It is extremely important to carefully plan the digital transfer related to learning environments and education. The Indian school system consists of schools of different levels: At one level, schools are completely managed by government agencies. Another level is funded by the government but managed by foundations in a non-profit way. The third level consists of schools both funded and run by foundations on their own. Evidence shows that the mushroomed economic growth in India has concentrated on private schools and colleges and certain regions in an urban-centric way. The quality of education is the top priority, especially in remote areas and among the socially disadvantaged. Technology penetration is particularly crucial in these areas, and western countries have to take responsibility for exporting products in a sustainable way.

Possibilities

Digital tools and platforms in education could offer benefits for developing countries. The Indian government and the states of India have ranked education as one of their priorities and the education system has expanded a lot. Investments in the education sector need to be made to guarantee a skilled and professional workforce. The Government has launched programmes and initiatives to reduce gender inequality, promote girls’ schooling and improve the standard of education. The Indian education sector consists of a number of actors representing the central government, state and regional bodies, as well as private-sector operators.

Indians are well aware of Finland’s high performance in the PISA (Programme for International Student Assessment) survey, and this offers good opportunities for cooperation in the education sector. Cooperation between educational organizations and businesses opens up prospects for companies to cooperate with each other. Especially digital learning solutions have great potential in Indian markets. When it comes to exporting education, the most important aspect to take into consideration is to understand that products need to be transformed in a suitable way to the specific society and culture.

A good way of exporting the digital education system to developing countries would be to use existing technology, which is available in the local environment and familiar for the local people. In addition to the successful export of digital education and ICT tools, it would be important to motivate and guide teachers and other key persons to use the exported technology in beneficial ways in the future. Supporting teachers and paying attention to pedagogical methods and curriculum material would offer a framework and understanding for the importance and possibilities of new technology. (World Bank Group 2016.) As Finland is boosting its educational export and many companies are planning to expand their business to developing countries, the authors of this article would like to emphasise the importance of paying attention to local environments and local citizens’ ways of living and behaving in those environments. Conducting user-centric surveys before expanding a business idea is not always enough, but extensive research implemented in collaboration with local people would support digital exports, even though it takes extra time, because this enables large-scale business transactions that benefit local people as well.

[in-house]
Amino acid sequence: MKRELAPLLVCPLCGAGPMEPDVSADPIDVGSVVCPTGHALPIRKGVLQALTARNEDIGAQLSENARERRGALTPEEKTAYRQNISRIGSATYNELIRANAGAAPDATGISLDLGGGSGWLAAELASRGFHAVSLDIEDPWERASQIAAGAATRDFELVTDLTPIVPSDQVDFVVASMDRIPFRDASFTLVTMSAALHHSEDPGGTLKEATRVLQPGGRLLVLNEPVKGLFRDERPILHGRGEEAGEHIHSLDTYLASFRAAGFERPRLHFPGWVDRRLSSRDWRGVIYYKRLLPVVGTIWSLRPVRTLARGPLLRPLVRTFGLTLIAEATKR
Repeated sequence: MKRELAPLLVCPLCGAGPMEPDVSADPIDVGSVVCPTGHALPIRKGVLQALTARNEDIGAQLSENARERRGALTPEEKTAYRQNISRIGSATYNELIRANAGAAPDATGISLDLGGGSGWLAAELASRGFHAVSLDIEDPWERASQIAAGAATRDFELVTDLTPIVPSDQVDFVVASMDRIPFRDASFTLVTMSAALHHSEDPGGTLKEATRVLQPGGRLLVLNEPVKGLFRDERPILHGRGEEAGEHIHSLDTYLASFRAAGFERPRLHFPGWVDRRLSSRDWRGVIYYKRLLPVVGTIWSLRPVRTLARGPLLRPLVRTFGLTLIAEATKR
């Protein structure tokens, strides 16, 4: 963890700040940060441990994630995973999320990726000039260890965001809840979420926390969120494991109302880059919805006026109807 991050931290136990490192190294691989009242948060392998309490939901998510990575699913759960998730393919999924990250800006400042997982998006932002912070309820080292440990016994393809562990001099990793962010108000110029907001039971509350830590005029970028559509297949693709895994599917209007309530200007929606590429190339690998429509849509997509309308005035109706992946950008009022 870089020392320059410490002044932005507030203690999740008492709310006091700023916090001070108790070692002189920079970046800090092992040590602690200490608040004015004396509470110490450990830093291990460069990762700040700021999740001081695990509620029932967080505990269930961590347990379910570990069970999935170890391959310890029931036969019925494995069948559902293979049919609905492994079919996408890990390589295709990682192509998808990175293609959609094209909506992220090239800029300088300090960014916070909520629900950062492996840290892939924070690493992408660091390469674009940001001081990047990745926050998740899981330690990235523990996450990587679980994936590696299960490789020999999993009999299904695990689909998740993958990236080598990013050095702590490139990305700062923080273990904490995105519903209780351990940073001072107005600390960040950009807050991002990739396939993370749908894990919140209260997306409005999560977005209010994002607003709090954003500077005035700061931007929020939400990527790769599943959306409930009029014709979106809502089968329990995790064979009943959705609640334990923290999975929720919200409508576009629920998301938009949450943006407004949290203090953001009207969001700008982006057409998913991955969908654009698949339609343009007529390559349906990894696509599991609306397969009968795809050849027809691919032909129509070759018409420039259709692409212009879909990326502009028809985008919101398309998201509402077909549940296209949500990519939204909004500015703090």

Conclusion

Education export should be based on understanding the needs of India’s ecosystems. A holistic perspective might be a good approach for looking at these ecosystems. A holistic approach to humans and societal development consists of essential elements such as the participation, agency and empowerment of people and enterprises, and these elements could help with the exploitation of digital tools. According to the OECD’s approach, holistic wellbeing includes physical, mental, emotional and social factors, as well as happiness and life satisfaction (OECD 2015). Without these elements, any digital products exported to developing countries will not scale and be implemented in practice successfully.

Writers

Sanna Juvonen, Senior Lecturer, RDI, M.Sc. (Education), Laurea University of Applied Sciences, sanna.juvonen(at)laurea.fi
Päivi Marjanen, Principal Lecturer, RDI, Ph.D. (Education), Laurea University of Applied Sciences, paivi.marjanen(at)laurea.fi
Francis Adaikalam, Assistant Professor, M.Phil. Social Medicine and Community Health, Loyola College Chennai, India, francis(at)loyolacollege.edu